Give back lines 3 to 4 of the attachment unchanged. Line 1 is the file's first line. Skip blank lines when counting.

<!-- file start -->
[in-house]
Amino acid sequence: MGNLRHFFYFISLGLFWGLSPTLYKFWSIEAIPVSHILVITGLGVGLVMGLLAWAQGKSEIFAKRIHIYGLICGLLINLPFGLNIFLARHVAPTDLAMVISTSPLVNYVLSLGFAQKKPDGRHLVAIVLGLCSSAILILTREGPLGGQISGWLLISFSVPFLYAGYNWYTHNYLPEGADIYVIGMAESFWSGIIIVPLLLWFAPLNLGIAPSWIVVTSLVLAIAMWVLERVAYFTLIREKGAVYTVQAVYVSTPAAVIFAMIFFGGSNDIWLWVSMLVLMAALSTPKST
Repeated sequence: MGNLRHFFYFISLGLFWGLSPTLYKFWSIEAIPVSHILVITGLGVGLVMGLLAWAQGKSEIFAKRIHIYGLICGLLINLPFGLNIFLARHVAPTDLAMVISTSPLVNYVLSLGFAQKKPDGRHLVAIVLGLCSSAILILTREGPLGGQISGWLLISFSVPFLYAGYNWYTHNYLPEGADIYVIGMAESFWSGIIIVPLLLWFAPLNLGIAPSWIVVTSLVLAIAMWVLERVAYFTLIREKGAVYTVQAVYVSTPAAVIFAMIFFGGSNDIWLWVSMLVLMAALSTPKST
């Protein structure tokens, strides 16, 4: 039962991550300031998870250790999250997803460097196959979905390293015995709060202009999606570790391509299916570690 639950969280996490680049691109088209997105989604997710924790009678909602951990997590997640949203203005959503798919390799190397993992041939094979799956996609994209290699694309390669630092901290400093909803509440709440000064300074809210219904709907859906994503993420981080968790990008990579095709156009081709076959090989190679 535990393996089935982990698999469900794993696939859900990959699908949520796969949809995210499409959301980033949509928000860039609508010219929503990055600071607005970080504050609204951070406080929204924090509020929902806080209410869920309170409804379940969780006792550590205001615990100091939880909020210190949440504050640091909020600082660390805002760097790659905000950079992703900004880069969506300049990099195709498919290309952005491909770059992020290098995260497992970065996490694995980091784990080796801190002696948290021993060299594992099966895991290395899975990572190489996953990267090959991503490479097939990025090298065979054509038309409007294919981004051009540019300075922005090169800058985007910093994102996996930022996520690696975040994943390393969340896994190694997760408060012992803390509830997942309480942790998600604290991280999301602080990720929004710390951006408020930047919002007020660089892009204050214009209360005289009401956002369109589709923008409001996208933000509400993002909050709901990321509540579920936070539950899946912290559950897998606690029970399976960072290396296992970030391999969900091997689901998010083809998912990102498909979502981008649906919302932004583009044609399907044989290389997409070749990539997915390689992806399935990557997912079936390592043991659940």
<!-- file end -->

Repeated sequence: MGNLRHFFYFISLGLFWGLSPTLYKFWSIEAIPVSHILVITGLGVGLVMGLLAWAQGKSEIFAKRIHIYGLICGLLINLPFGLNIFLARHVAPTDLAMVISTSPLVNYVLSLGFAQKKPDGRHLVAIVLGLCSSAILILTREGPLGGQISGWLLISFSVPFLYAGYNWYTHNYLPEGADIYVIGMAESFWSGIIIVPLLLWFAPLNLGIAPSWIVVTSLVLAIAMWVLERVAYFTLIREKGAVYTVQAVYVSTPAAVIFAMIFFGGSNDIWLWVSMLVLMAALSTPKST
């Protein structure tokens, strides 16, 4: 039962991550300031998870250790999250997803460097196959979905390293015995709060202009999606570790391509299916570690 639950969280996490680049691109088209997105989604997710924790009678909602951990997590997640949203203005959503798919390799190397993992041939094979799956996609994209290699694309390669630092901290400093909803509440709440000064300074809210219904709907859906994503993420981080968790990008990579095709156009081709076959090989190679 535990393996089935982990698999469900794993696939859900990959699908949520796969949809995210499409959301980033949509928000860039609508010219929503990055600071607005970080504050609204951070406080929204924090509020929902806080209410869920309170409804379940969780006792550590205001615990100091939880909020210190949440504050640091909020600082660390805002760097790659905000950079992703900004880069969506300049990099195709498919290309952005491909770059992020290098995260497992970065996490694995980091784990080796801190002696948290021993060299594992099966895991290395899975990572190489996953990267090959991503490479097939990025090298065979054509038309409007294919981004051009540019300075922005090169800058985007910093994102996996930022996520690696975040994943390393969340896994190694997760408060012992803390509830997942309480942790998600604290991280999301602080990720929004710390951006408020930047919002007020660089892009204050214009209360005289009401956002369109589709923008409001996208933000509400993002909050709901990321509540579920936070539950899946912290559950897998606690029970399976960072290396296992970030391999969900091997689901998010083809998912990102498909979502981008649906919302932004583009044609399907044989290389997409070749990539997915390689992806399935990557997912079936390592043991659940």